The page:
28 December 2011
By Joseph Alexander
New Delhi India
With a view to promote rational use of medicines, the health ministry is planning to introduce a system to make compulsory the use of generic names or the international non–proprietary name (INN) at all stages of production and distribution.
Apart from this, the ministry also will take up with other concerned departments including the Department of Pharmaceuticals (DoP) the issue of making the code of conduct mandatory, instead of just having a voluntary code for the pharmaceutical companies.
These are among a number of measures being planned by the ministry based on the suggestions by an expert panel to be implemented during the next five year plan period, sources said. Use of generic names or INN should be encouraged at all stages of procurement, distribution, prescription and use as it contributes to a sound system of procurement and distribution, drug information and rational use at every level of the healthcare system, according to the expert panel.
“Pharmaceutical marketing and aggressive promotion also contributes to irrational use. There is a need for a mandatory code for identifying and penalizing unethical promotion on the part of pharma companies. The Ministry of Health and Family Welfare will set up a Committee to review and suggest measures for the effective implementation of the Drugs and Magic Remedies (Objectionable Advertisements) Act, 1954 (DMRA). The Health Ministry in collaboration with MCI should incorporate into the medical, pharmacy and nursing syllabus rational use antibiotic policies, and promotion of generic medicines,” the panel said.
“A comprehensive law is required to mandate prescription audits, a measure necessary to curb drug resistance. The DCGI and FSSAI will jointly examine the nutraceuticals having multivitamins, minerals etc. for prophylactic and therapeutic purpose,” the report said.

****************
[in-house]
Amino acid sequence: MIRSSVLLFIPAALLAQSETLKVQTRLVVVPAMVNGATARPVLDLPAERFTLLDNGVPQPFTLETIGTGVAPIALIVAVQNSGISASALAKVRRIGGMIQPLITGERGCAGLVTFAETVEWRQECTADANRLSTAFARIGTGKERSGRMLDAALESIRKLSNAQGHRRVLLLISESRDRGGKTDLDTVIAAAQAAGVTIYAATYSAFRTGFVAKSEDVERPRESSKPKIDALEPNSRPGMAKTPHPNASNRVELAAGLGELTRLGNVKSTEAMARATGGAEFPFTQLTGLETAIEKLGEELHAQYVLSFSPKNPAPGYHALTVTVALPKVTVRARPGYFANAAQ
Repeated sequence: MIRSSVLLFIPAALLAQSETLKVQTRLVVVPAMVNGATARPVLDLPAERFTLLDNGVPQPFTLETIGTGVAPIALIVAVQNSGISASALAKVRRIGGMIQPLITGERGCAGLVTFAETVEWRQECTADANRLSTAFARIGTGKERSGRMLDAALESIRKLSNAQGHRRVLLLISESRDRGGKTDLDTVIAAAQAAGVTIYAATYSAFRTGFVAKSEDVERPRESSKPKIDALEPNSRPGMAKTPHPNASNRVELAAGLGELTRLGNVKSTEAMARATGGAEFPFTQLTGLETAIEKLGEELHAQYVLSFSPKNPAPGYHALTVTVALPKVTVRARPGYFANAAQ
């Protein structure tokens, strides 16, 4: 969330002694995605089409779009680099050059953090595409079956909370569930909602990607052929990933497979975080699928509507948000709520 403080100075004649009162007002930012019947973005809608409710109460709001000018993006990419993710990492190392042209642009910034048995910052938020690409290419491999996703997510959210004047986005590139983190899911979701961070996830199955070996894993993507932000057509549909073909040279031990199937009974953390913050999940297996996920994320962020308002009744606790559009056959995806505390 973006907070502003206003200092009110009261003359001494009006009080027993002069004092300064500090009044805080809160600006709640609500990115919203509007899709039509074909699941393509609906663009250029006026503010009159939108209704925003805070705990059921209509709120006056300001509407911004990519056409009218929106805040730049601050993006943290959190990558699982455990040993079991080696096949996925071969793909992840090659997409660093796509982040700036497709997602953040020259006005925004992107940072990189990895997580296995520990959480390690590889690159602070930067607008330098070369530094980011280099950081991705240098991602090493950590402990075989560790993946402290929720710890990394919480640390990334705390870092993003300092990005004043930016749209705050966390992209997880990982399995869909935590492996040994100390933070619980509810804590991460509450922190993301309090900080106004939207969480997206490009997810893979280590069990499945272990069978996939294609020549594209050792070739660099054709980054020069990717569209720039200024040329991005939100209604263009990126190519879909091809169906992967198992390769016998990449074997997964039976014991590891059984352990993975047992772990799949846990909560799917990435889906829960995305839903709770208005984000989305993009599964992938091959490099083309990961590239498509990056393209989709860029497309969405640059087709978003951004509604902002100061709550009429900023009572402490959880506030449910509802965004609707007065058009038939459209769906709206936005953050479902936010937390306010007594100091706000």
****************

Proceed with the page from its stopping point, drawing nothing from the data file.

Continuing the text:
Irrational FDCs, non–essential vitamins/tonics, cough syrups feature in the top selling pharmaceuticals in terms of value and volume but they harm public health and patients by increasing adverse effects, imposing higher financial burden on patients and facilitating – emergence of drug resistance (in the case of FDCs of antibiotics). Therefore, stricter criteria for registration and – regulatory review of medicines by CDCSO should be a priority. This helps to weed out substandard, toxic, irrational medicines from the market, the panel said.
“CDSCO implements a much stricter registration regime for FDCs. Products should be selected and approved only when the combination has a proven advantage in therapeutic effect, safety, adherence or in decreasing the emergence of drug resistance in malaria, tuberculosis and HIV/AIDS. Except FDCs included in the WHO’s essential Drug List, all FDCs registered in India are reviewed in terms of their therapeutic effect and legally sustainable action taken for phased out weeding of all irrational FDCs, DTAB should set up a suitable mechanism for the purpose,” the panel said.